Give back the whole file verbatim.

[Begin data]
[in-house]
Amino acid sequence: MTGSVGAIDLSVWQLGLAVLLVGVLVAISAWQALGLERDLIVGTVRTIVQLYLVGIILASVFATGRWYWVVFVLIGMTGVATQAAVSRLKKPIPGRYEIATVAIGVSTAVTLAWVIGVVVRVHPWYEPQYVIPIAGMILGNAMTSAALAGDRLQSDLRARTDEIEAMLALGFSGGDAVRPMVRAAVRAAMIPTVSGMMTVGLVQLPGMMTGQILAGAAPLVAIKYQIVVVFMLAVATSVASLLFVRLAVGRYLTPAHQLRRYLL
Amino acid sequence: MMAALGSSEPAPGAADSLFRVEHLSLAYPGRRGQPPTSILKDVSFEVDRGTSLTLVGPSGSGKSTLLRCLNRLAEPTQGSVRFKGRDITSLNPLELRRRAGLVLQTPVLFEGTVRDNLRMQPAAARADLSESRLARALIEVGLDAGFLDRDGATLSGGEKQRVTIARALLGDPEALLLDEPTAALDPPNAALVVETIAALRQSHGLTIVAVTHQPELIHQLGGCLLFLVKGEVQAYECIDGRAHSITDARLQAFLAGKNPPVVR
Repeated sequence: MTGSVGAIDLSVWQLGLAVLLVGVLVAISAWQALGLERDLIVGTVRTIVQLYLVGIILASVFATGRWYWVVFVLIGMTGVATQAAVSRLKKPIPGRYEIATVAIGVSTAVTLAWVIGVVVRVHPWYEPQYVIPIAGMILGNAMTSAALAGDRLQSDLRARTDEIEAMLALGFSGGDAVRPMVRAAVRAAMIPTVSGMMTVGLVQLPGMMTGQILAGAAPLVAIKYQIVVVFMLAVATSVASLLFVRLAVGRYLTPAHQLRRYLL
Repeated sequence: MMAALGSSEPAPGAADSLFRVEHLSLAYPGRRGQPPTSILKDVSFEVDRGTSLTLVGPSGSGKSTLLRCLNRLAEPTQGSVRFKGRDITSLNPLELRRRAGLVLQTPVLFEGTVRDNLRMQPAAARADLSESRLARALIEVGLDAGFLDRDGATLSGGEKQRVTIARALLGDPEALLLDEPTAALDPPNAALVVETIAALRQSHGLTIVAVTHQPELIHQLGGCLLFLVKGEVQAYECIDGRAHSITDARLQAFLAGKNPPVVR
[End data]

[in-house]
Amino acid sequence: MTGSVGAIDLSVWQLGLAVLLVGVLVAISAWQALGLERDLIVGTVRTIVQLYLVGIILASVFATGRWYWVVFVLIGMTGVATQAAVSRLKKPIPGRYEIATVAIGVSTAVTLAWVIGVVVRVHPWYEPQYVIPIAGMILGNAMTSAALAGDRLQSDLRARTDEIEAMLALGFSGGDAVRPMVRAAVRAAMIPTVSGMMTVGLVQLPGMMTGQILAGAAPLVAIKYQIVVVFMLAVATSVASLLFVRLAVGRYLTPAHQLRRYLL
Amino acid sequence: MMAALGSSEPAPGAADSLFRVEHLSLAYPGRRGQPPTSILKDVSFEVDRGTSLTLVGPSGSGKSTLLRCLNRLAEPTQGSVRFKGRDITSLNPLELRRRAGLVLQTPVLFEGTVRDNLRMQPAAARADLSESRLARALIEVGLDAGFLDRDGATLSGGEKQRVTIARALLGDPEALLLDEPTAALDPPNAALVVETIAALRQSHGLTIVAVTHQPELIHQLGGCLLFLVKGEVQAYECIDGRAHSITDARLQAFLAGKNPPVVR
Repeated sequence: MTGSVGAIDLSVWQLGLAVLLVGVLVAISAWQALGLERDLIVGTVRTIVQLYLVGIILASVFATGRWYWVVFVLIGMTGVATQAAVSRLKKPIPGRYEIATVAIGVSTAVTLAWVIGVVVRVHPWYEPQYVIPIAGMILGNAMTSAALAGDRLQSDLRARTDEIEAMLALGFSGGDAVRPMVRAAVRAAMIPTVSGMMTVGLVQLPGMMTGQILAGAAPLVAIKYQIVVVFMLAVATSVASLLFVRLAVGRYLTPAHQLRRYLL
Repeated sequence: MMAALGSSEPAPGAADSLFRVEHLSLAYPGRRGQPPTSILKDVSFEVDRGTSLTLVGPSGSGKSTLLRCLNRLAEPTQGSVRFKGRDITSLNPLELRRRAGLVLQTPVLFEGTVRDNLRMQPAAARADLSESRLARALIEVGLDAGFLDRDGATLSGGEKQRVTIARALLGDPEALLLDEPTAALDPPNAALVVETIAALRQSHGLTIVAVTHQPELIHQLGGCLLFLVKGEVQAYECIDGRAHSITDARLQAFLAGKNPPVVR